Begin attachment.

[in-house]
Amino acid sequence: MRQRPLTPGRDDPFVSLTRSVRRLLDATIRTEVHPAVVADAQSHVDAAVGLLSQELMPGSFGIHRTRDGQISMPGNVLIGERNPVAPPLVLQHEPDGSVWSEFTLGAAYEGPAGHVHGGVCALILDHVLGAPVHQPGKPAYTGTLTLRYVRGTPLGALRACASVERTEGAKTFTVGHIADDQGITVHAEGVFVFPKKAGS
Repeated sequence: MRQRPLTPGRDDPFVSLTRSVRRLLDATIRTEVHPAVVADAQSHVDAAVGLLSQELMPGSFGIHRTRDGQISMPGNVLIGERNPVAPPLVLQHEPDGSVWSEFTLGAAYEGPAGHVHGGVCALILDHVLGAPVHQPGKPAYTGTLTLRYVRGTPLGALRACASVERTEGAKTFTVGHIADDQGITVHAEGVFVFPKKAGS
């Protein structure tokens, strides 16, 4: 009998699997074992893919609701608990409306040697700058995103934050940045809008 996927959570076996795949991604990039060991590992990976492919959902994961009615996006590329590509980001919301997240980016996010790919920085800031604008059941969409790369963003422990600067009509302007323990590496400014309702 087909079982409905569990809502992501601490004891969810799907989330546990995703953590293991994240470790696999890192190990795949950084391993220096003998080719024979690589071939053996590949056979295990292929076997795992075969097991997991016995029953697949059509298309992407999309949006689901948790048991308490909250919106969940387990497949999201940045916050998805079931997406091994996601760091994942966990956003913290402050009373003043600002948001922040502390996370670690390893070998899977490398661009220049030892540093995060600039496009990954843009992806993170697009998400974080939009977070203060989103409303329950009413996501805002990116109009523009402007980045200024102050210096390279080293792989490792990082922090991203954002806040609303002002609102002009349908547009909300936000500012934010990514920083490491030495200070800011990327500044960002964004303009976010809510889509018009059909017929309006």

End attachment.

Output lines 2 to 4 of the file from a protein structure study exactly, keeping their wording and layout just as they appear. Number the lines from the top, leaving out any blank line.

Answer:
Amino acid sequence: MRQRPLTPGRDDPFVSLTRSVRRLLDATIRTEVHPAVVADAQSHVDAAVGLLSQELMPGSFGIHRTRDGQISMPGNVLIGERNPVAPPLVLQHEPDGSVWSEFTLGAAYEGPAGHVHGGVCALILDHVLGAPVHQPGKPAYTGTLTLRYVRGTPLGALRACASVERTEGAKTFTVGHIADDQGITVHAEGVFVFPKKAGS
Repeated sequence: MRQRPLTPGRDDPFVSLTRSVRRLLDATIRTEVHPAVVADAQSHVDAAVGLLSQELMPGSFGIHRTRDGQISMPGNVLIGERNPVAPPLVLQHEPDGSVWSEFTLGAAYEGPAGHVHGGVCALILDHVLGAPVHQPGKPAYTGTLTLRYVRGTPLGALRACASVERTEGAKTFTVGHIADDQGITVHAEGVFVFPKKAGS
């Protein structure tokens, strides 16, 4: 009998699997074992893919609701608990409306040697700058995103934050940045809008 996927959570076996795949991604990039060991590992990976492919959902994961009615996006590329590509980001919301997240980016996010790919920085800031604008059941969409790369963003422990600067009509302007323990590496400014309702 087909079982409905569990809502992501601490004891969810799907989330546990995703953590293991994240470790696999890192190990795949950084391993220096003998080719024979690589071939053996590949056979295990292929076997795992075969097991997991016995029953697949059509298309992407999309949006689901948790048991308490909250919106969940387990497949999201940045916050998805079931997406091994996601760091994942966990956003913290402050009373003043600002948001922040502390996370670690390893070998899977490398661009220049030892540093995060600039496009990954843009992806993170697009998400974080939009977070203060989103409303329950009413996501805002990116109009523009402007980045200024102050210096390279080293792989490792990082922090991203954002806040609303002002609102002009349908547009909300936000500012934010990514920083490491030495200070800011990327500044960002964004303009976010809510889509018009059909017929309006």